So Carta put out some recent data I found very useful on how many startups raise another round, and how many sort of quietly wind down, in the first 5 years or so after being founded (from 2018 to early 2024):

Almost none IPO’d in the first 5 years, but that just makes sense.  It takes at least 8-10 years, on average, to IPO these days.   And half the Seed stage startups had shut down by Year 5.  That sounds about right to me.

But if an IPO is almost impossible in just 5 years, what about an acquisition?

This is where we have some good data, albeit not enough.  About 5% of startups on Carta were acquired in the first 5 years.

What’s less clear is how many were acqui-hires or acquisitions for a very small amount.  I’m going to guess based on my experience that at least two-thirds have a very modest exit.  And only 1/3 of these have an exit for 3x-10x the price of the last round, i.e. enough for anyone to make any money.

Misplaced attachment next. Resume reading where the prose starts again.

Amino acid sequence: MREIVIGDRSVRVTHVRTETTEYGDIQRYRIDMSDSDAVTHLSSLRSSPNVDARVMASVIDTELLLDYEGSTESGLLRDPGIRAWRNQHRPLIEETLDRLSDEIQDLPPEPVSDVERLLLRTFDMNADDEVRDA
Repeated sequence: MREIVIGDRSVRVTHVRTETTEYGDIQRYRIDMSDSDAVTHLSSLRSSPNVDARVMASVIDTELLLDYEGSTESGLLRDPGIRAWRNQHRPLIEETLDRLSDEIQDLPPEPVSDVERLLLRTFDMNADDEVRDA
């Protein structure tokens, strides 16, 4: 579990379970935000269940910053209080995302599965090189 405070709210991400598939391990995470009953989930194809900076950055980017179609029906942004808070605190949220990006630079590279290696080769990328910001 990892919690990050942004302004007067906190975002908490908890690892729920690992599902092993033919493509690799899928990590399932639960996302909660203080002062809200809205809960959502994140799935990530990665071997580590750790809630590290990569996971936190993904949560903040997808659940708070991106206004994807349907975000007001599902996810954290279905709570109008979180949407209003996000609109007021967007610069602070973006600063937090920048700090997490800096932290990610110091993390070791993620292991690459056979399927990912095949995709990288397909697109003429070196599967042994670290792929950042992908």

So my educated guess from this data:  1%-1.5% of startups have a “good” exit in the first 5 years.

That sounds pretty tough, and I guess it is.  But it also means just plan on going longer.  A number of my best “exits” had no great M&A offer the first 5 years, and a number of others had soft offers that fell apart in the end.

Go long.  If something great comes up first, maybe take it.  And be optimistic, too.  But realize it may be years 6-10+ where you build the real value.  5 is fast in SaaS and B2B.

And in any event, know to get to a $1B+ exit takes on average 11.7 years.

It’s the second 5 years where the real value starts to compound 🙂

More on that data here:

Dear SaaStr: How Long Does It Take the Average SaaS Startup to “Exit”?




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